Getty; Inset: Courtesy Harley Pasternak
Harley Pasternak is a celebrity trainer and nutrition expert who has worked with stars from Halle Berry and Lady Gaga to Robert Pattinson and Robert Downey Jr. He’s also a New York Times best-selling author, with titles including The Body Reset Diet and The 5-Factor Diet. Tweet him @harleypasternak.
Three of the more popular fad diets were in the news this week for the same reason — but it’s not a good one. Turns out, they may not be all they’re cracked up to be.
Science says that wheat does not make people fat. A recent article published in the Journal of Cereal Science (yes, there really is a Journal of Cereal Science) set out to dispel some misleading information regarding the dangers of dietary wheat. Much of the recent “wheat-hating” has been propagated by the diet book Wheat Belly by William Davis, which argues that eliminating wheat from one’s diet helps with permanent weight loss.
After reviewing all of the existing, past and present research in a selection of other journals, Dutch scientists concluded that there is absolutely no evidence to support the assertion that wheat can be linked to the obesity pandemic.
“These outlandish claims fail to take into account that obesity has a multifactorial causation … whole-wheat consumption cannot be linked to increased prevalence of obesity in the population,” researchers wrote.
The Blood Type Diet has been debunked! A few years ago, a diet book called Eat Right for Your Blood Type was published and sold millions of copies. The idea was that you found out your blood type, then tried to match the dietary habits of your ancestors. The author claimed it would improve your healthy and reduce your chance of getting heart disease and various other chronic health conditions.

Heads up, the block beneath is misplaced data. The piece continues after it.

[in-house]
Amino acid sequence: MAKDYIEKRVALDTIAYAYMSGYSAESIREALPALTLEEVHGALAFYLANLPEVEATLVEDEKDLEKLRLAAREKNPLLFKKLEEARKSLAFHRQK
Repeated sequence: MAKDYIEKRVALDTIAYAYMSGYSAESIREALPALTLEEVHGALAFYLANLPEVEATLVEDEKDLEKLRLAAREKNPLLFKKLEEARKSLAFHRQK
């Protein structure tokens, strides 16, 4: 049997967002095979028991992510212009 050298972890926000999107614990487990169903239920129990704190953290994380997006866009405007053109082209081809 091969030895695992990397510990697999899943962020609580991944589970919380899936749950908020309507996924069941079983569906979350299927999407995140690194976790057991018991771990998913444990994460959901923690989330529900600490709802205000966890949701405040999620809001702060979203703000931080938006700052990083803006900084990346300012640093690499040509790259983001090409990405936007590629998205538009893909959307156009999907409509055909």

However, researchers from the University of Toronto (where I went to grad school many years ago) recently examined the data of 1,455 subjects and concluded that “there is no evidence to support the ‘blood type’ diet.”
According to Dr. Ahmed El-Sohemy, who was involved with the study, “the way an individual responds to any one of these diets has absolutely nothing to do with their blood types and has everything to do with their ability to stick to a sensible balanced diet. We can now be confident in saying that the blood type diet hypothesis is false.”
This study is in line with an extensive review published in the American Journal of Clinical Nutrition last year that also found no evidence to support a blood type diet.
Back away from the steak. A new study out of Spain shows that diets über-high in protein, like the Dukan Diet, increase the risk of developing kidney disease in rats. Moreover, researchers found such diets may even promote kidney stones and loss of calcium.
While the U.S. recommended daily allowance for protein is approximately 20 percent of your daily calories, the study used protein ratios similar to the Dukan Diet (40 percent) and the Paleo Diet (30 to 35 percent). Conclusion? It’s important you eat a balanced diet with lots of vegetables (spinach and broccoli), fibrous grains (think quinoa), lean proteins (eggs or fish) and healthy fats (like Hass avocado).
So, for those of you tempted by extreme fad diets that suggest you eliminate certain food groups or focus on eating one specific food, please use good judgment — and just say “no.”
Tell Me: What’s the craziest fad diet you’ve tried?